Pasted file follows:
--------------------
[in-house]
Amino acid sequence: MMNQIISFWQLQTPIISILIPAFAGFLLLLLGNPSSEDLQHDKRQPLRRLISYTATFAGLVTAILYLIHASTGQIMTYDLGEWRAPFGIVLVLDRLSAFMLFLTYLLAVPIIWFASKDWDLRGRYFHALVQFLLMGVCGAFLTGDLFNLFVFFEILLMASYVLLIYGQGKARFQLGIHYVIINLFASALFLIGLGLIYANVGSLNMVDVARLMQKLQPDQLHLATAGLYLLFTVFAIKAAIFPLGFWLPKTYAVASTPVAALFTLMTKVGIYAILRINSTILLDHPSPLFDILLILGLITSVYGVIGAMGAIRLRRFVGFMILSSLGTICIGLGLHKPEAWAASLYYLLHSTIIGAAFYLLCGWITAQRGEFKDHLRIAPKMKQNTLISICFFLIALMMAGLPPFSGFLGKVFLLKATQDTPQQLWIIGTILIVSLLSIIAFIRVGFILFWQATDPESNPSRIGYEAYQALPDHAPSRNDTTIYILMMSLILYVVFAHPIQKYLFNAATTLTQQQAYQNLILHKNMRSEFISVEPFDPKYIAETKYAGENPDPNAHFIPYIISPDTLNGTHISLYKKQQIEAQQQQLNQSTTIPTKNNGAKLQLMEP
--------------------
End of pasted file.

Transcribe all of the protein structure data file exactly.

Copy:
[in-house]
Amino acid sequence: MMNQIISFWQLQTPIISILIPAFAGFLLLLLGNPSSEDLQHDKRQPLRRLISYTATFAGLVTAILYLIHASTGQIMTYDLGEWRAPFGIVLVLDRLSAFMLFLTYLLAVPIIWFASKDWDLRGRYFHALVQFLLMGVCGAFLTGDLFNLFVFFEILLMASYVLLIYGQGKARFQLGIHYVIINLFASALFLIGLGLIYANVGSLNMVDVARLMQKLQPDQLHLATAGLYLLFTVFAIKAAIFPLGFWLPKTYAVASTPVAALFTLMTKVGIYAILRINSTILLDHPSPLFDILLILGLITSVYGVIGAMGAIRLRRFVGFMILSSLGTICIGLGLHKPEAWAASLYYLLHSTIIGAAFYLLCGWITAQRGEFKDHLRIAPKMKQNTLISICFFLIALMMAGLPPFSGFLGKVFLLKATQDTPQQLWIIGTILIVSLLSIIAFIRVGFILFWQATDPESNPSRIGYEAYQALPDHAPSRNDTTIYILMMSLILYVVFAHPIQKYLFNAATTLTQQQAYQNLILHKNMRSEFISVEPFDPKYIAETKYAGENPDPNAHFIPYIISPDTLNGTHISLYKKQQIEAQQQQLNQSTTIPTKNNGAKLQLMEP